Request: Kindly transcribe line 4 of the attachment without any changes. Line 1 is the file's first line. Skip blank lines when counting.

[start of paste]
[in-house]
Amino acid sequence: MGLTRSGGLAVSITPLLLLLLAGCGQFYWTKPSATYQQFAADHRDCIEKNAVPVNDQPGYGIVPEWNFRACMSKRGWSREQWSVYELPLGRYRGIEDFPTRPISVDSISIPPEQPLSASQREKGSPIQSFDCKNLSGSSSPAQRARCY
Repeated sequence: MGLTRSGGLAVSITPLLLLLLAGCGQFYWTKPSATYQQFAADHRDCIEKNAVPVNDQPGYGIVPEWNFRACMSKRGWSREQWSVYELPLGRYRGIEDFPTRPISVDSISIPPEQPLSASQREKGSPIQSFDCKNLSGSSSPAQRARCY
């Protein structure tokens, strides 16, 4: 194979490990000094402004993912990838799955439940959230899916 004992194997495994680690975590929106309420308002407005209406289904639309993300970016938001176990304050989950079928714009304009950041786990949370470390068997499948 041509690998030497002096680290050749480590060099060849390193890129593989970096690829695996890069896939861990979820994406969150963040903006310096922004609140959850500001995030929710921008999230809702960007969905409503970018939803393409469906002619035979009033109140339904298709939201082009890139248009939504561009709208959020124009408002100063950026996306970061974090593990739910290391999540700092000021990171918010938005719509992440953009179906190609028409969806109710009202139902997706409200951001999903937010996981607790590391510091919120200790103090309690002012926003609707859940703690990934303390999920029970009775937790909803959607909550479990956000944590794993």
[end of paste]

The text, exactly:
């Protein structure tokens, strides 16, 4: 194979490990000094402004993912990838799955439940959230899916 004992194997495994680690975590929106309420308002407005209406289904639309993300970016938001176990304050989950079928714009304009950041786990949370470390068997499948 041509690998030497002096680290050749480590060099060849390193890129593989970096690829695996890069896939861990979820994406969150963040903006310096922004609140959850500001995030929710921008999230809702960007969905409503970018939803393409469906002619035979009033109140339904298709939201082009890139248009939504561009709208959020124009408002100063950026996306970061974090593990739910290391999540700092000021990171918010938005719509992440953009179906190609028409969806109710009202139902997706409200951001999903937010996981607790590391510091919120200790103090309690002012926003609707859940703690990934303390999920029970009775937790909803959607909550479990956000944590794993």